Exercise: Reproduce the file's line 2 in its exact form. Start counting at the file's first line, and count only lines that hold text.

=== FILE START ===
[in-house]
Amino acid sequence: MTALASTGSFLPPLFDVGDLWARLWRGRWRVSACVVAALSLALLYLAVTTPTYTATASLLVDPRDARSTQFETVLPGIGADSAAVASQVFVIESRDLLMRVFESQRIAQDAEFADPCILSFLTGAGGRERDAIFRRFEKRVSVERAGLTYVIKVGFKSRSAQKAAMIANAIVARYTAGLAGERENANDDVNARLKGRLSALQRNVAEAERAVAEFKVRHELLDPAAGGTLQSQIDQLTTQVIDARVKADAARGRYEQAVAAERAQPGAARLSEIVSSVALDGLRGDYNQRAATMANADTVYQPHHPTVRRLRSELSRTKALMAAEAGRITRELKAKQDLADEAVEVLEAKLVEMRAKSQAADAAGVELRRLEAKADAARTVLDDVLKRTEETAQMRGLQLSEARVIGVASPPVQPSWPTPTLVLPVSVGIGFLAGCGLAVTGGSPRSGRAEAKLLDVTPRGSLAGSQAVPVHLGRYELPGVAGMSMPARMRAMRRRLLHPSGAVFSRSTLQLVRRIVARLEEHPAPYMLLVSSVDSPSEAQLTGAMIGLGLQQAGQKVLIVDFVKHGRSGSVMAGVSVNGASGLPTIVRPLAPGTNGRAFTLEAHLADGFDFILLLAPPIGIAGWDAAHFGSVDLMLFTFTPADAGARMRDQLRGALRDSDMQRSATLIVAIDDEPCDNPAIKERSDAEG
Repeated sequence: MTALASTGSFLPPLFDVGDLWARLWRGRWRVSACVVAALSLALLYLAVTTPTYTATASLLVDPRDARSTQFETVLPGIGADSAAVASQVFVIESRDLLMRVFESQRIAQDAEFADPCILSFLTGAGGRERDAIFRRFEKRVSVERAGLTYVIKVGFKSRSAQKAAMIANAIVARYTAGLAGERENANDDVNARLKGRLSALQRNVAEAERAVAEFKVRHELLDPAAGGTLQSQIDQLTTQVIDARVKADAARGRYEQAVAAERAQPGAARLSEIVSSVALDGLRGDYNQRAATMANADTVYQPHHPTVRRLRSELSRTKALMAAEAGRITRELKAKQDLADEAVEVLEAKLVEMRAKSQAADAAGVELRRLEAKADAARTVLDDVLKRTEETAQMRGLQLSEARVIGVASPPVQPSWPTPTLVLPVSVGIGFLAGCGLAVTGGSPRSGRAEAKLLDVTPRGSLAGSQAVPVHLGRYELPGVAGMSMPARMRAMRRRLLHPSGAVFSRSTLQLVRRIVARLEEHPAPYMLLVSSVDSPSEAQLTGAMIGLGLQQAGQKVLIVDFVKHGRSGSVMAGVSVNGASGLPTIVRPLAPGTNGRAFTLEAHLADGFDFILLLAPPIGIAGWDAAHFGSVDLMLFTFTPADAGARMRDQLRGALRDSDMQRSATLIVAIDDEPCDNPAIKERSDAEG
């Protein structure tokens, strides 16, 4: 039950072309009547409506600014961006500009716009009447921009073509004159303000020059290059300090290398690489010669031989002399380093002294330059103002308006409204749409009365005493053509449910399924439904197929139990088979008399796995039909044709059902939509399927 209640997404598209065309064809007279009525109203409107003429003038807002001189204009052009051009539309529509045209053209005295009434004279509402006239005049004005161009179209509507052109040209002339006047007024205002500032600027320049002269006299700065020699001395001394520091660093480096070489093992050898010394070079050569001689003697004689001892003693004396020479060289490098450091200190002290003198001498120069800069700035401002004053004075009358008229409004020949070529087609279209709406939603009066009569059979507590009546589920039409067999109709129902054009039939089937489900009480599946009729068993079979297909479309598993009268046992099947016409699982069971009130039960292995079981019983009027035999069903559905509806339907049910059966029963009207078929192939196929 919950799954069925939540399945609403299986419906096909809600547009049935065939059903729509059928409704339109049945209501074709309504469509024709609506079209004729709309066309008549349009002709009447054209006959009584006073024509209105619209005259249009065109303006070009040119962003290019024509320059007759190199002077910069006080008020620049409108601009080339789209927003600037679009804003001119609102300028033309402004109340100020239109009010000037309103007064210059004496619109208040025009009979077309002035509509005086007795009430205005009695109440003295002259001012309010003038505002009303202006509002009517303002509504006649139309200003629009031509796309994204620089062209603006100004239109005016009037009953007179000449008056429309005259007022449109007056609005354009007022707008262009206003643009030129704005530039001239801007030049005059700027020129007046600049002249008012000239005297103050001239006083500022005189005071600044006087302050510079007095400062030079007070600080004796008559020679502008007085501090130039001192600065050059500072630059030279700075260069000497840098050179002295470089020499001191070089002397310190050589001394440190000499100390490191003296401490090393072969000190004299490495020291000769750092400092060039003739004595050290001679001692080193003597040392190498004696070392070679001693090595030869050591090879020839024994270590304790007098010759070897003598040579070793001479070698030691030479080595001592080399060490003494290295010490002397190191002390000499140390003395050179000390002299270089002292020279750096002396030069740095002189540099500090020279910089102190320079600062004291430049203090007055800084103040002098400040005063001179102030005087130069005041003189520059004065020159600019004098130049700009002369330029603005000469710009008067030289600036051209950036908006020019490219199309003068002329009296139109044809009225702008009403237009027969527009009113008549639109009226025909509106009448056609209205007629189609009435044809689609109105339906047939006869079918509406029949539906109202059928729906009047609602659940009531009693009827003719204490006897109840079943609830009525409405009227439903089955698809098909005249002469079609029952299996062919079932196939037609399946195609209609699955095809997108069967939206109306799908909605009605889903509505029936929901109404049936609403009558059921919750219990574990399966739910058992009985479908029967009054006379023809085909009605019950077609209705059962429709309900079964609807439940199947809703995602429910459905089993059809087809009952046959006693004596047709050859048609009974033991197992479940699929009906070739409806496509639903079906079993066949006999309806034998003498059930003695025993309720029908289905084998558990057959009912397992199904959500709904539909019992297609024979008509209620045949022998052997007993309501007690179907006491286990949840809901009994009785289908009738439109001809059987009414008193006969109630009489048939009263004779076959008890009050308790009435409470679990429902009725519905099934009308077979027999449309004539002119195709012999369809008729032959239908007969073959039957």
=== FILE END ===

Amino acid sequence: MTALASTGSFLPPLFDVGDLWARLWRGRWRVSACVVAALSLALLYLAVTTPTYTATASLLVDPRDARSTQFETVLPGIGADSAAVASQVFVIESRDLLMRVFESQRIAQDAEFADPCILSFLTGAGGRERDAIFRRFEKRVSVERAGLTYVIKVGFKSRSAQKAAMIANAIVARYTAGLAGERENANDDVNARLKGRLSALQRNVAEAERAVAEFKVRHELLDPAAGGTLQSQIDQLTTQVIDARVKADAARGRYEQAVAAERAQPGAARLSEIVSSVALDGLRGDYNQRAATMANADTVYQPHHPTVRRLRSELSRTKALMAAEAGRITRELKAKQDLADEAVEVLEAKLVEMRAKSQAADAAGVELRRLEAKADAARTVLDDVLKRTEETAQMRGLQLSEARVIGVASPPVQPSWPTPTLVLPVSVGIGFLAGCGLAVTGGSPRSGRAEAKLLDVTPRGSLAGSQAVPVHLGRYELPGVAGMSMPARMRAMRRRLLHPSGAVFSRSTLQLVRRIVARLEEHPAPYMLLVSSVDSPSEAQLTGAMIGLGLQQAGQKVLIVDFVKHGRSGSVMAGVSVNGASGLPTIVRPLAPGTNGRAFTLEAHLADGFDFILLLAPPIGIAGWDAAHFGSVDLMLFTFTPADAGARMRDQLRGALRDSDMQRSATLIVAIDDEPCDNPAIKERSDAEG